ICGN: Investors and Human Rights Risk

Recently, the International Corporate Governance Network (ICGN) published an article, “Viewpoint: Human Rights Through a Corporate Governance Lens.” The crux of the piece was that human rights pose governance risk to the corporate enterprise and investors must consider human rights in assessing corporate conduct. As noted in the article, “Human rights are at once a growing business risk for companies, and they also present important questions of business ethics that both companies and investors must consider as a fundamental component of good management and long-term stewardship.” This insight by a leading voice in the corporate governance community is a promising development in the promotion of human rights protections in the course of business development. The authors, Lauren Compere and George Dallas, raise several interesting questions that all investors should ponder as human rights norms intersect with business activities throughout the world.

The first question that Compere and Dallas pose is what should investors expect of companies with regard to human rights management? Noting the UN Guiding Principles on Business and Human Rights, they recognize that companies have a responsibility to conduct the necessary due diligence to ensure that human rights risks are considered as part of business operations and that boards must hold management accountable and create a corporate culture that ensures management of those risks.

The second question raised in the Viewpoint is perhaps a more critical one for institutional investors: What should be expected of investors in companies where human rights concerns may arise? Implicit in that question is the notion that investors have some duty to respect human rights as described in the UN Guiding Principles. For readers unfamiliar with the UN Guiding Principles on Business and Human Rights, the Principles set forth a framework for governments and businesses: States have a responsibility to protect human rights in the context of business activities that may infringe on those rights; Companies have a responsibility to respect human rights in the conduct of business activity, and; There must be adequate remedies afforded people whose human rights have been impacted by business activity. In this context, investors have a responsibility to respect human rights impacted by their investments in business activities. While at first glance this notion seems tenuous in terms of passive investment and rights affected, it is becoming the norm.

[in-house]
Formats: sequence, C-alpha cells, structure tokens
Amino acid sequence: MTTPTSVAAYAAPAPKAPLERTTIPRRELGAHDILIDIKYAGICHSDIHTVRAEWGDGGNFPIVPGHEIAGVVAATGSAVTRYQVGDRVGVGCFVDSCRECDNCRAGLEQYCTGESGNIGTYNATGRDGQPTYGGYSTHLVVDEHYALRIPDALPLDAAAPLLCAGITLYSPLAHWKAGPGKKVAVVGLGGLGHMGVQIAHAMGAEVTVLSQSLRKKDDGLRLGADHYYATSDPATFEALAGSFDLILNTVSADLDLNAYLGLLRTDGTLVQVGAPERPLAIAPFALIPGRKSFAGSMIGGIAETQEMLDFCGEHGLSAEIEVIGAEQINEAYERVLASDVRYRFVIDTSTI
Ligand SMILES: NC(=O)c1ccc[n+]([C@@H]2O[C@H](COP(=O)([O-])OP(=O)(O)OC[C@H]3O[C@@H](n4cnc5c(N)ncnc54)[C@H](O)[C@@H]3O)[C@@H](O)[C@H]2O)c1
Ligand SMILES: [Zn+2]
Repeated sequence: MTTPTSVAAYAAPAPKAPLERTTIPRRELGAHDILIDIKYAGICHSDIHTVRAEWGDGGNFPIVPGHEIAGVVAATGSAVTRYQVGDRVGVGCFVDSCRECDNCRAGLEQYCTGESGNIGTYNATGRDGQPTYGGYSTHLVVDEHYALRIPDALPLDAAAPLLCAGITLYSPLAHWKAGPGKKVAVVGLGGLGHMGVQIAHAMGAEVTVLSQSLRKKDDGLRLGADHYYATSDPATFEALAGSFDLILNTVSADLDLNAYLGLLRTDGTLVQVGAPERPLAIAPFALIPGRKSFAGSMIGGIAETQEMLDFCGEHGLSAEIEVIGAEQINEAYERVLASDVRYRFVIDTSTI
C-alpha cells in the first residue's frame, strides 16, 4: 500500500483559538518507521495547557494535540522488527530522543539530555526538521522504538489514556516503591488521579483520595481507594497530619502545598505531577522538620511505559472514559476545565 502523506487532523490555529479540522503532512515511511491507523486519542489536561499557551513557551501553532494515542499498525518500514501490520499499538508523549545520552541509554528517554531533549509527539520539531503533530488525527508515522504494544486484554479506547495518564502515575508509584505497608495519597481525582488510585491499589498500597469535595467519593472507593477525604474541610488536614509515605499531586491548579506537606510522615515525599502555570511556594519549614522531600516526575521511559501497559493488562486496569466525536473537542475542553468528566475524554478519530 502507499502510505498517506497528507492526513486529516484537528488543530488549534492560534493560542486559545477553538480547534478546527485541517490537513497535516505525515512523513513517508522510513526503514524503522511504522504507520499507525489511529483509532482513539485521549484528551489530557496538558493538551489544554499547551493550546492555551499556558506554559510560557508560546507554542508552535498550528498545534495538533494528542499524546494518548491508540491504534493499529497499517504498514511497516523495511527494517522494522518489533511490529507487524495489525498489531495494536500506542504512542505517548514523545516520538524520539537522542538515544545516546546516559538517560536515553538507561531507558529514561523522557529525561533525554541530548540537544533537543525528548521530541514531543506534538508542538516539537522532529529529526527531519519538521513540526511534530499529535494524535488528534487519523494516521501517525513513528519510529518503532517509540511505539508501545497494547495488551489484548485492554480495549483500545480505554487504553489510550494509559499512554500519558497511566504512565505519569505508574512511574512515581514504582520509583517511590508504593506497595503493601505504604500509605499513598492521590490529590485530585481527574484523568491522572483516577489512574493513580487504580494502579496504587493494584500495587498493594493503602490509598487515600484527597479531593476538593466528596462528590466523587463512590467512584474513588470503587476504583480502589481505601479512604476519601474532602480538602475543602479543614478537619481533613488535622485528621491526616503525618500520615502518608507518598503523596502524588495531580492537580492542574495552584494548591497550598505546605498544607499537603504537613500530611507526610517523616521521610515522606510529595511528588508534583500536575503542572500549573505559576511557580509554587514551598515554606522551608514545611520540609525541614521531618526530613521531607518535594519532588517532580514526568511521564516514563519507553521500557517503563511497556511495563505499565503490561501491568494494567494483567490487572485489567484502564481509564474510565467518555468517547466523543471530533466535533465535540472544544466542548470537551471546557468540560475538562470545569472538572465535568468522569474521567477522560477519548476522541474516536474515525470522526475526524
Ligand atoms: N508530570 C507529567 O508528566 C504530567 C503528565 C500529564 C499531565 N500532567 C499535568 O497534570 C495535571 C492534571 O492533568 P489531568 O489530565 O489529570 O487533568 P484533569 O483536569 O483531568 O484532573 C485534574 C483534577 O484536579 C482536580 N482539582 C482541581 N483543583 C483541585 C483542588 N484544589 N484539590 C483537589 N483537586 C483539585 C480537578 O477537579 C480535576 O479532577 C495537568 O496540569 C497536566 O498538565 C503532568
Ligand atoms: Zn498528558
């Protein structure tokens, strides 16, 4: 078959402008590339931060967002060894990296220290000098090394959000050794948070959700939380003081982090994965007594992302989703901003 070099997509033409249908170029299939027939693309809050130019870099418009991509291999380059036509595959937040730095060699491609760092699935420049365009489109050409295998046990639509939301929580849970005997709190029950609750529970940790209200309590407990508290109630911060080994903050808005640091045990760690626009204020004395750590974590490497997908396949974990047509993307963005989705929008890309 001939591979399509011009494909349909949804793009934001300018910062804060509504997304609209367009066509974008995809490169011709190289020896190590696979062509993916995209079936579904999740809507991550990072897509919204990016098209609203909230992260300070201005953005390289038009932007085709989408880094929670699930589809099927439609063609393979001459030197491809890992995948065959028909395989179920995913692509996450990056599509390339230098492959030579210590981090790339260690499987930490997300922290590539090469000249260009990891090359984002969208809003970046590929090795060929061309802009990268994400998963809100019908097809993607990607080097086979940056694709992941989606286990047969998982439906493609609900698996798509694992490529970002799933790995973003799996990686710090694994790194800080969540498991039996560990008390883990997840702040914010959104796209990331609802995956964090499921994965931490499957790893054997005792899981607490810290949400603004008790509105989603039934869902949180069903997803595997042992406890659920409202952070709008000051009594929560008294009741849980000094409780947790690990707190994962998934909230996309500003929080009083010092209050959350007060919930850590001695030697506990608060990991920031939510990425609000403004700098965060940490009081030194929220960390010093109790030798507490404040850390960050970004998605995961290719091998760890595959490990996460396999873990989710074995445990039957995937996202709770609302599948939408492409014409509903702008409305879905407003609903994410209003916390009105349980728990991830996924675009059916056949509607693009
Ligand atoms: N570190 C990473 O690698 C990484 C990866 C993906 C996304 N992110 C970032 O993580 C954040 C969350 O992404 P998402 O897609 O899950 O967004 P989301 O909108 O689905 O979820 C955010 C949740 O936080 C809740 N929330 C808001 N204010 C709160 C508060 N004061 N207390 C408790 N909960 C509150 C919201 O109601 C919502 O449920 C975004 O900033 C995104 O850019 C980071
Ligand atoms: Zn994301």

For example, with the easing of sanctions against the government of Myanmar as it began to ease social and economic restrictions on its citizens, the U.S. State Department imposed its “Reporting Requirement” for investments in excess of $500,000 by U.S. companies operating in that country. Several of the initial reports from companies operating in Myanmar that fit in the definition of the Reporting Requirement made the argument that passive investment in business development in the country was exempt from the Reporting Requirement. However, the Reporting Requirement makes no distinction with respect to any investment in excess of $500,000. In another context, the ICGN authors note that the OECD National Contact Point network found that:

“[H]uman rights concerns at the South Korean steel company POSCO resulted in two prominent European investment funds facing OECD criticism on the basis that they may have applied insufficient human rights due diligence in monitoring or engaging on human rights at POSCO—even though both were only minority shareholders with relatively small stakes in the company.”

This raises a fundamental question as to what institutional investors should do to address human rights concerns. ICGN suggests that investors should (1) develop proportionate due diligence with respect to their investments; (2) develop appropriate strategies with respect to their investment policies and practices; (3) public disclosure of investors’ human rights policies; and (4) engage in public policy and multi-stakeholder initiatives in order to extend their influence in regard to business and human rights.

All of the actions proposed by the ICGN are not new concepts for institutional investors but what has changed is the recognition that there exists emerging international legal norms that investors must recognize as part of their obligations as investors. Shareholder engagement, appropriate due diligence with respect to their investments and transparency with respect to investment policies are all subjects that have been discussed by responsible investors for some time. What has changed is the recognition that institutional investors cannot remain on the sidelines as human rights pose ever-increasing risks for companies throughout the world. The traditional view of investors and the corporate enterprise wherein investors are only liable to the extent of their investment is rapidly giving way to the recognition that non-financial risks, including human rights impacts, transcend those 20th century views.



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